Originally featured on BroadcastEngineering.com
9/26/2013 11:35 PM
You know the drill: In order to get HBO, or any major pay channel for that matter, you have to subscribe to dozens or usually hundreds of channels. The $10 to $12 you pay for HBO is a good deal in content, until you bake in the larger expense of having to get cable television. But that may be changing, very soon.
CEO Jeff Bewkes made some telling comments at the recent Goldman Sachs Communacopia Conference in New York. HBO
and TWC have in the past stated that there would not likely be an unbundling of HBO, not selling the service just on its own. But Bewkes this week talked about being open to bundling it with broadband service. Time Warner needs to have some extra profit motivation to keep HBO fans engaged, and it looks like this would do the trick for them.
HBO is currently available via streaming with HBO Go, the service that is broadband-based. However, you currently need to be a cable TV subscriber to access HBO Go. It does not matter if you have HBO Go on Apple TV or on the web or on Roku; you still need to be a TWC cable TV subscriber to stream. This new plan would change that. You would only need to be signed up for Time Warner’s broadband, and then you could also order HBO à la cate, and stream it any way you would like. The combination of an HBO subscription and broadband cable (without TV channels) is still a little pricey, but typically less than half the price of a standard cable TV package.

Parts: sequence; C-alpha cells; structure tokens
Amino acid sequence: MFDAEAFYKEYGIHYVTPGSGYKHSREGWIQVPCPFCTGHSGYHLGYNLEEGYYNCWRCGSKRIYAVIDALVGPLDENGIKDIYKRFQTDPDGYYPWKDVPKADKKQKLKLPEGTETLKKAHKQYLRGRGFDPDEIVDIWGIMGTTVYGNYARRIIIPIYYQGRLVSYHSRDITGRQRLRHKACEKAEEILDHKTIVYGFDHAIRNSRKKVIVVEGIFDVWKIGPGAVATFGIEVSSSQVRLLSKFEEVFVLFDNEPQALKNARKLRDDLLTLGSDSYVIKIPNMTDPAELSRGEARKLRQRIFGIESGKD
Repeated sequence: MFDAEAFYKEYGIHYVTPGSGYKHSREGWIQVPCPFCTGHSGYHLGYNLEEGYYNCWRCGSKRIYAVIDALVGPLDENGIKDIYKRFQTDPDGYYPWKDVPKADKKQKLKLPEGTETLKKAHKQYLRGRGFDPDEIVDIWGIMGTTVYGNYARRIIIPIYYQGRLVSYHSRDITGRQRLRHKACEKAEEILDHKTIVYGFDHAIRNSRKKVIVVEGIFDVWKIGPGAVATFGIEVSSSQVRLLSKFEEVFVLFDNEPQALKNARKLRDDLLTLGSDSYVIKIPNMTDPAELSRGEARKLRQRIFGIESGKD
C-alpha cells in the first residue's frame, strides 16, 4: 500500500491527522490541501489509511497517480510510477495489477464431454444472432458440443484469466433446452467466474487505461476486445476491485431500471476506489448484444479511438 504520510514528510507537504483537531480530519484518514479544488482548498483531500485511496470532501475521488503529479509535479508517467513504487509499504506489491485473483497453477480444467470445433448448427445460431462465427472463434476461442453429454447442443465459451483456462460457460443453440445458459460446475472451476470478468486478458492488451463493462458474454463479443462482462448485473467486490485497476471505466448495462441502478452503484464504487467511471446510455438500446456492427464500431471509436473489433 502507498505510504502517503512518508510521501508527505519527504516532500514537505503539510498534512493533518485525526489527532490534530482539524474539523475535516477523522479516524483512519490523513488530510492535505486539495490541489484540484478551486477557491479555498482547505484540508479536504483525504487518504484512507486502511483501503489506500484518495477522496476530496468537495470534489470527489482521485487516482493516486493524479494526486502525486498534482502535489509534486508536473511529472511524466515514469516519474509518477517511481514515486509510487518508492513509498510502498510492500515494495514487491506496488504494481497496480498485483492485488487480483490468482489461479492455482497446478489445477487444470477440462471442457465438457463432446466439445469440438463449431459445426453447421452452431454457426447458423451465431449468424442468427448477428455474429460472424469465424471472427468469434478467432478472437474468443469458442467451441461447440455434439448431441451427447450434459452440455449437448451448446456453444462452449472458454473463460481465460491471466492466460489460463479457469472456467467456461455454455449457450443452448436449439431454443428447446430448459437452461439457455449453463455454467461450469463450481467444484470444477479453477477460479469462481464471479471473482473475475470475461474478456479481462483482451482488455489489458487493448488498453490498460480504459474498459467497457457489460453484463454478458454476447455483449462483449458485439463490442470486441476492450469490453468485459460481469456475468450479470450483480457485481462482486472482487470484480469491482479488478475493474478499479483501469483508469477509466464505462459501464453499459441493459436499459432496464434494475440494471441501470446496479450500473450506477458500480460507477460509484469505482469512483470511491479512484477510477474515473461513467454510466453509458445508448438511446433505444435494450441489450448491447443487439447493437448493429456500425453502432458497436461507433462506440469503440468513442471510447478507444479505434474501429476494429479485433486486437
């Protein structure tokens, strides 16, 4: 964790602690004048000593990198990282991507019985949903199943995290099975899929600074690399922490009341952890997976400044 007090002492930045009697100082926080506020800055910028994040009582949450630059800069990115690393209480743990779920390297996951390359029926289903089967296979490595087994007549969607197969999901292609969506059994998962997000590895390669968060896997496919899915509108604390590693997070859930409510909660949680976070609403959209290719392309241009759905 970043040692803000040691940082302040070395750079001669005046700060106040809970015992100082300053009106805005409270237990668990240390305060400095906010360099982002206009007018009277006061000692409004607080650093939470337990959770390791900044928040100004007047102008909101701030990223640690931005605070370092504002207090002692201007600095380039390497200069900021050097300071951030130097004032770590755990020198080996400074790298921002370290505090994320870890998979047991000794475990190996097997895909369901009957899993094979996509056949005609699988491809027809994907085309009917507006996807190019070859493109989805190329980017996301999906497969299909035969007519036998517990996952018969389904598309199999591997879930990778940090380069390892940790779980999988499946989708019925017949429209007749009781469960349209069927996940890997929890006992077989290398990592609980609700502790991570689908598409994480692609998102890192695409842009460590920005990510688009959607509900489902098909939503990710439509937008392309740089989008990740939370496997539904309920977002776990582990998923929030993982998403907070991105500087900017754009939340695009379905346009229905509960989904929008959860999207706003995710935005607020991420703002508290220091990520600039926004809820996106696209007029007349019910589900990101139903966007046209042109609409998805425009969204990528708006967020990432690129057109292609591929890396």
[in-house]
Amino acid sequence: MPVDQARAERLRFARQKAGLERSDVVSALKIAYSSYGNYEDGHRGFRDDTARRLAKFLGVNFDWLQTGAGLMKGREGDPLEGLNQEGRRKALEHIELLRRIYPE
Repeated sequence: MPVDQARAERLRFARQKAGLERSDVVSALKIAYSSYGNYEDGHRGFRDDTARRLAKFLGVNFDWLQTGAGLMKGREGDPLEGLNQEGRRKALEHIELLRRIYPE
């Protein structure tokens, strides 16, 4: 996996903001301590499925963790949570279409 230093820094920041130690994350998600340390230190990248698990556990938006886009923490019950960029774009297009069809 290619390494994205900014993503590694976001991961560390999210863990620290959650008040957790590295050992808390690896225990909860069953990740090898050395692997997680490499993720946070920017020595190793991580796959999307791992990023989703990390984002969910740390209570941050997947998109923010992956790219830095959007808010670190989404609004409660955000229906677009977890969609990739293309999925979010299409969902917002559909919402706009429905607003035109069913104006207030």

It’s great to see the suits in major content services like TWC rub their chins and ponder a different future, but unfortunately time is not standing still. Netflix has already become the next HBO, and is offered for less than $10 while offering much more on-demand movies and TV series than HBO could in a given month. Channels like HBO are a hook to sell the bigger package, such as a digital cable service, but consumers are growing weary of rising cable prices. If Netflix is less than $10 and a cable package is $100 or more, it does not take much effort to see the math that is making many jump the cable and satellite ship.
TWC can ponder, but needs to make a move and decide one way or the other. The ground it is losing weekly may never be recovered. TV is being reinvented much like previous industries like the music business and book business, and clinging to the past with no reinvention or correlation to the current trends could spell disaster in the next few years.